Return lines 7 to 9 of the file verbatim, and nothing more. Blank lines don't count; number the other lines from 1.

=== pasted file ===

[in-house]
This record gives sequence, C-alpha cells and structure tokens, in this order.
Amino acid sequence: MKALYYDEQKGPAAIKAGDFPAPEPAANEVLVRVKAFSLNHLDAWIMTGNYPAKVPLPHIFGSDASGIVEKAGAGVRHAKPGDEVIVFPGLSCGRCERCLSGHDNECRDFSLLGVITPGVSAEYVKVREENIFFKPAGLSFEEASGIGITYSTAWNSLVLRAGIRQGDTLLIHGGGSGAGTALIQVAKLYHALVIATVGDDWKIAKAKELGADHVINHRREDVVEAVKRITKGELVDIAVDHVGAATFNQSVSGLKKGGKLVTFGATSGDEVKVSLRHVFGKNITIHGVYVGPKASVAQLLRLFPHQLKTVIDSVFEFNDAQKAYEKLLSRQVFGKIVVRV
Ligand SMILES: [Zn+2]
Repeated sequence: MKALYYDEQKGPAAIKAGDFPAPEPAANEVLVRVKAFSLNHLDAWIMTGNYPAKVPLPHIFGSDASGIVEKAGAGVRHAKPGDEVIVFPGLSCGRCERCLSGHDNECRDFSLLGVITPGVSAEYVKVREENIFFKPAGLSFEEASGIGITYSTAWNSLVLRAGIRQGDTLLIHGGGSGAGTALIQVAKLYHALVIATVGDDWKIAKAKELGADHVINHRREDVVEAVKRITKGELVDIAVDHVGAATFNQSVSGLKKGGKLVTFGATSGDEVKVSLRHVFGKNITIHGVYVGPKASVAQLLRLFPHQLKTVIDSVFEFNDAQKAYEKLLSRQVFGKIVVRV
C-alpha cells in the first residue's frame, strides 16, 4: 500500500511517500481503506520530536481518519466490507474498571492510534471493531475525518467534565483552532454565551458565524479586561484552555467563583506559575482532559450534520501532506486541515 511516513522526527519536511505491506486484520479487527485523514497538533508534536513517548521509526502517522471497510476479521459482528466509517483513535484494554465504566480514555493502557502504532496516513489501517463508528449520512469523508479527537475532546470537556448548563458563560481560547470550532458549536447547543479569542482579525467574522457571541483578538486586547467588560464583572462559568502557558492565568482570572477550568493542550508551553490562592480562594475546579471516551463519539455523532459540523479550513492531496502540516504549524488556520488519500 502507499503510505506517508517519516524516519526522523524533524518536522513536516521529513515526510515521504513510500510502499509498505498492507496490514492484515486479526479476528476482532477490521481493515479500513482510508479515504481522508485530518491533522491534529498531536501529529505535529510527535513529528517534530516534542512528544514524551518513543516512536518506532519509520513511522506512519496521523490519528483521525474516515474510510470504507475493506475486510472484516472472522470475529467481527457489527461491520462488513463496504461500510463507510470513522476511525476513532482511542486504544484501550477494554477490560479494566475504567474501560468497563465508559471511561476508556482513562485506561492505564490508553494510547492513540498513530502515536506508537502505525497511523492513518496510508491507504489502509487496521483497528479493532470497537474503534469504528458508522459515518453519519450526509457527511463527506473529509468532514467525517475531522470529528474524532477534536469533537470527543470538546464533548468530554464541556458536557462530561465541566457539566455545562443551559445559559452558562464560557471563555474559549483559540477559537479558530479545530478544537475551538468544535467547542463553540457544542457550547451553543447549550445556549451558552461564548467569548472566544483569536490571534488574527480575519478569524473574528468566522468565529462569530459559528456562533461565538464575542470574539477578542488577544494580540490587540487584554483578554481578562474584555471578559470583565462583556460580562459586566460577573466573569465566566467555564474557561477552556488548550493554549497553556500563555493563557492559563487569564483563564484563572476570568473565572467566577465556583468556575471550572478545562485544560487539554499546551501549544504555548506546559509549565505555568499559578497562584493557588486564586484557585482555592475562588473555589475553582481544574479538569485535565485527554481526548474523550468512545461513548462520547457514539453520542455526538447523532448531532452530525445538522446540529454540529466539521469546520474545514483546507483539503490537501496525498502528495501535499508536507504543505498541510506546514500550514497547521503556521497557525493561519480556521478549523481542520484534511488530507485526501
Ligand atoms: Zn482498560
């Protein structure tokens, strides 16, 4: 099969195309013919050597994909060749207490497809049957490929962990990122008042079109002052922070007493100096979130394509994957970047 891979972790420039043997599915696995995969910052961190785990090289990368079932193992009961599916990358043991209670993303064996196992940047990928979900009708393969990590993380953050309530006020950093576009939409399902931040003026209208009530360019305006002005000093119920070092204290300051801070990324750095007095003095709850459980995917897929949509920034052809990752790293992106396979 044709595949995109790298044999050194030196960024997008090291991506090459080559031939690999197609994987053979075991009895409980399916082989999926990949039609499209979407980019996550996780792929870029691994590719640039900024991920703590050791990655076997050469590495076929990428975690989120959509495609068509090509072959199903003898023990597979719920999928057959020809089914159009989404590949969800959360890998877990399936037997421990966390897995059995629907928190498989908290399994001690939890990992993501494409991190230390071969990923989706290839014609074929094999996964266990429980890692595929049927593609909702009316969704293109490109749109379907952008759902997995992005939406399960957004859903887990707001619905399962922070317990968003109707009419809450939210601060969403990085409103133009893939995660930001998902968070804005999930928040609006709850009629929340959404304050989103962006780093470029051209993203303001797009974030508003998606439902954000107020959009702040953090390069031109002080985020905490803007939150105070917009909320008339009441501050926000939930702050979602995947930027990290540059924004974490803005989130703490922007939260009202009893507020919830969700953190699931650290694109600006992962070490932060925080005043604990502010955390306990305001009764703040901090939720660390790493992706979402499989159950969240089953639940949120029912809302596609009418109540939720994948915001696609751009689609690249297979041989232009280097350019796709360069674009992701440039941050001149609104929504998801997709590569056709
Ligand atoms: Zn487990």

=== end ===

Ligand atoms: Zn482498560
């Protein structure tokens, strides 16, 4: 099969195309013919050597994909060749207490497809049957490929962990990122008042079109002052922070007493100096979130394509994957970047 891979972790420039043997599915696995995969910052961190785990090289990368079932193992009961599916990358043991209670993303064996196992940047990928979900009708393969990590993380953050309530006020950093576009939409399902931040003026209208009530360019305006002005000093119920070092204290300051801070990324750095007095003095709850459980995917897929949509920034052809990752790293992106396979 044709595949995109790298044999050194030196960024997008090291991506090459080559031939690999197609994987053979075991009895409980399916082989999926990949039609499209979407980019996550996780792929870029691994590719640039900024991920703590050791990655076997050469590495076929990428975690989120959509495609068509090509072959199903003898023990597979719920999928057959020809089914159009989404590949969800959360890998877990399936037997421990966390897995059995629907928190498989908290399994001690939890990992993501494409991190230390071969990923989706290839014609074929094999996964266990429980890692595929049927593609909702009316969704293109490109749109379907952008759902997995992005939406399960957004859903887990707001619905399962922070317990968003109707009419809450939210601060969403990085409103133009893939995660930001998902968070804005999930928040609006709850009629929340959404304050989103962006780093470029051209993203303001797009974030508003998606439902954000107020959009702040953090390069031109002080985020905490803007939150105070917009909320008339009441501050926000939930702050979602995947930027990290540059924004974490803005989130703490922007939260009202009893507020919830969700953190699931650290694109600006992962070490932060925080005043604990502010955390306990305001009764703040901090939720660390790493992706979402499989159950969240089953639940949120029912809302596609009418109540939720994948915001696609751009689609690249297979041989232009280097350019796709360069674009992701440039941050001149609104929504998801997709590569056709
Ligand atoms: Zn487990």